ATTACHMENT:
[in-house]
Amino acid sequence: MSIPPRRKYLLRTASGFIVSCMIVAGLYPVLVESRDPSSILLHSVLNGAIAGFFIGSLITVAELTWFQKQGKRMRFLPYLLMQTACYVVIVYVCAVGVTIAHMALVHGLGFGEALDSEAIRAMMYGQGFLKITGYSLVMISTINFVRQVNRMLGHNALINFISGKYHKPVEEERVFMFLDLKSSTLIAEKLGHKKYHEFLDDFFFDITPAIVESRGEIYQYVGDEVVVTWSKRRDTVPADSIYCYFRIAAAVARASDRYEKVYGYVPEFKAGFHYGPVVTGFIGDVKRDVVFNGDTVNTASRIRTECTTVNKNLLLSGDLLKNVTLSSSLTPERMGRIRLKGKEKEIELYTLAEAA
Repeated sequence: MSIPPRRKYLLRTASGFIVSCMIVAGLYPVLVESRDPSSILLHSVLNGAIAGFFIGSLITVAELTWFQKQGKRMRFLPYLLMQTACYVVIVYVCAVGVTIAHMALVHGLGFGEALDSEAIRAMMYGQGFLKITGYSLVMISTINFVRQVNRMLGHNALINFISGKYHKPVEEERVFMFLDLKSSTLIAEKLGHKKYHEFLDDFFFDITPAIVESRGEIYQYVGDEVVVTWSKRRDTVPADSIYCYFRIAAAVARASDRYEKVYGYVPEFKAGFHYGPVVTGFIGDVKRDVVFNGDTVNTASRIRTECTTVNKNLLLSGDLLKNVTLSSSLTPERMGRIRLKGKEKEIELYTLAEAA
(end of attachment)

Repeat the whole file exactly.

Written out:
[in-house]
Amino acid sequence: MSIPPRRKYLLRTASGFIVSCMIVAGLYPVLVESRDPSSILLHSVLNGAIAGFFIGSLITVAELTWFQKQGKRMRFLPYLLMQTACYVVIVYVCAVGVTIAHMALVHGLGFGEALDSEAIRAMMYGQGFLKITGYSLVMISTINFVRQVNRMLGHNALINFISGKYHKPVEEERVFMFLDLKSSTLIAEKLGHKKYHEFLDDFFFDITPAIVESRGEIYQYVGDEVVVTWSKRRDTVPADSIYCYFRIAAAVARASDRYEKVYGYVPEFKAGFHYGPVVTGFIGDVKRDVVFNGDTVNTASRIRTECTTVNKNLLLSGDLLKNVTLSSSLTPERMGRIRLKGKEKEIELYTLAEAA
Repeated sequence: MSIPPRRKYLLRTASGFIVSCMIVAGLYPVLVESRDPSSILLHSVLNGAIAGFFIGSLITVAELTWFQKQGKRMRFLPYLLMQTACYVVIVYVCAVGVTIAHMALVHGLGFGEALDSEAIRAMMYGQGFLKITGYSLVMISTINFVRQVNRMLGHNALINFISGKYHKPVEEERVFMFLDLKSSTLIAEKLGHKKYHEFLDDFFFDITPAIVESRGEIYQYVGDEVVVTWSKRRDTVPADSIYCYFRIAAAVARASDRYEKVYGYVPEFKAGFHYGPVVTGFIGDVKRDVVFNGDTVNTASRIRTECTTVNKNLLLSGDLLKNVTLSSSLTPERMGRIRLKGKEKEIELYTLAEAA